The decision of the Morehouse College Board of Trustees not to renew the contract of Morehouse President John Wilson in its meeting over the weekend was not unexpected, given grumblings about Wilson’s perceived heavy-handed tactics when it came to personnel matters. What was seemingly unexpected, however, was the exclusion of student and faculty trustees from the meeting at which the decision was made.
The decision to exclude student trustees from the meeting over the weekend was “blatant disrespect towards the student body,” says student trustee and Morehouse Student Government Association President Johnathan Hill.
As a result of the decision to bar student trustees from the meeting over the weekend, Hill and the two other Morehouse student trustees, Moses Washington and Johntavis Williams, have filed a lawsuit seeking to ultimately nullify the board’s actions over the weekend via a temporary restraining order against board chair Robert Davidson.
“Whether [Wilson’s] contract was to be renewed or not, we just feel like student voices should be in the mix,” Washington says.
“When no one else is on campus, the students are here. We pay more than $40,000 a year to attend this institution, so you must have the input of key stakeholders, including us, and the faculty trustees, if you want to make changes to this institution because it affects us primarily.”
Following a Morehouse Faculty Council meeting yesterday at which Wilson was present, Faculty Council Chair and Morehouse College Department of Sociology chair Derrick Bryan released a statement on behalf of the Morehouse faculty expressing dismay over the actions of the Board of Trustees over the weekend.
“We, the faculty of Morehouse College, strongly object to the decision by the Board of Trustees not to renew the contract of President John S. Wilson without explanation and without the inclusion of faculty and student trustees in the discussion and decision,” the statement reads. “The faculty also expresses concern regarding the timing of the Board’s decision. We demand an explanation and will investigate these decisions.”
Wilson acknowledged that not everybody was happy with the substantial changes made on the academic side of the house during his presidency, including changing academic leadership from a divisional dean structure to a more centralized model utilizing assistant and associate provosts.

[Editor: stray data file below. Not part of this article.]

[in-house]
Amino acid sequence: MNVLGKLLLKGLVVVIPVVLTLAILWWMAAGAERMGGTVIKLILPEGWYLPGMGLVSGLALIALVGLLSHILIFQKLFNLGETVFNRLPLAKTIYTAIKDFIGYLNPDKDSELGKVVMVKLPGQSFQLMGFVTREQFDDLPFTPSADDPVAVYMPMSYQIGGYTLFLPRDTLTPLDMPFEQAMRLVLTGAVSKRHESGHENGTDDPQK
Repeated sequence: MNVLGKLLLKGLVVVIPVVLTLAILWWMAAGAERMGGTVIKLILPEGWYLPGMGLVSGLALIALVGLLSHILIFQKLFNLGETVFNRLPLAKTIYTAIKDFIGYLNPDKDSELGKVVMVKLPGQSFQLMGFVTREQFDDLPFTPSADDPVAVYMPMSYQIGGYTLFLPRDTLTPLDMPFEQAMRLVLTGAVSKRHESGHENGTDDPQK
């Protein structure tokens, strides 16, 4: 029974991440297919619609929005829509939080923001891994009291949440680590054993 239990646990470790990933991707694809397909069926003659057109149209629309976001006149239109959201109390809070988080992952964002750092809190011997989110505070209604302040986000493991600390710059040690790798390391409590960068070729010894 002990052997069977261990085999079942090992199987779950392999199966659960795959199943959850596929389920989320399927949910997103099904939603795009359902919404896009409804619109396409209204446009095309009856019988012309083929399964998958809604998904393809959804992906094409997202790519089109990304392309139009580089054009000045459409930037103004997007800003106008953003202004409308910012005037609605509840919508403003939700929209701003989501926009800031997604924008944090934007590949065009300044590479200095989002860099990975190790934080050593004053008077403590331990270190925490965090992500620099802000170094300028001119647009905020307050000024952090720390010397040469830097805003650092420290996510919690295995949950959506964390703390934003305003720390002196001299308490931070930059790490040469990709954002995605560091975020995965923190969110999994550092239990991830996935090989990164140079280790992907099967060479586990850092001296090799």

“We are aware that not everybody liked that, some people lost power that they once had or power that they once anticipated having, in a certain structure. While they are some people who are not happy with the changes on the academic side of the house, I think it’s pretty clear to us that most of the faculty are happy,” Wilson says.
Coming out of the faculty meeting yesterday, Wilson added that he believes that “it was pretty clear that the faculty could safely be described as invested in what we’re doing, and not unhappy with what we’re doing.
“What we hear and what we know is that there is enormous faculty support for the current direction of Morehouse College.”
The board’s decision to part ways with Wilson adds to a substantial list of HBCUs looking for presidents, which includes Alabama State, Florida A&M, and Jackson State of late.
“I believe sustained leadership is important for HBCUs, however we don’t really have the data to know how these decisions impact the short or long term success of the institution,” said Howard University psychology professor Ivory Toldson in an e-mail. Toldson served as executive director of the White House Initiative on HBCUs, a post also held by Wilson.
“The nature of a president’s job is changing. We need to spend as much time assessing the processes by which HBCU leaders are selected as we do with commenting on the circumstances under which they are terminated.”
In an interview with Diverse, Wilson said the HBCU boards should, in general, be very selective when it comes to presidents and, give them the necessary time to implement change.
”Trustee boards have to be very wise when they make a selection, and once they make a selection, the wisest thing they can do is to stay the course until it is absolutely necessary to no longer do so,” Wilson says.
“There was a change of leadership more than five times at 17 HBCUs between 2000 and 2013. Last I checked a few months ago, there were 17 HBCUs looking for presidents. … Now Morehouse may be 18,” Wilson says.
“It is not the case that good leaders are easy to find. They’re hard to find. So once you find someone who is being productive and has a productive team, the best thing to do is to back them. That tends not to happen in the HBCU world ….”
In an interview with Diverse, Wilson recounted a number of successes under his tenure at Morehouse, including having raised $69.8 million via private gifts, grants and contracts, a figure that is the most raised in any four-year period in Morehouse’s history. Wilson says that overall, under his tenure, enrollment has been stabilized, finances have been improved, and he also secured commencement addresses from President Barack Obama and Vice President Joe Biden.
In a statement, Davidson praised Wilson’s accomplishments.
“The Board of Trustees recognizes Dr. Wilson’s significant contributions to the College and its students, faculty and alumni,” said Davidson in a statement. “Dr. Wilson turned around Morehouse in a number of ways. During his tenure, Dr. Wilson improved student achievement across a wide range of metrics.”
Wilson’s contract runs through June 2017.
David Pluviose can be reached at firstname.lastname@example.org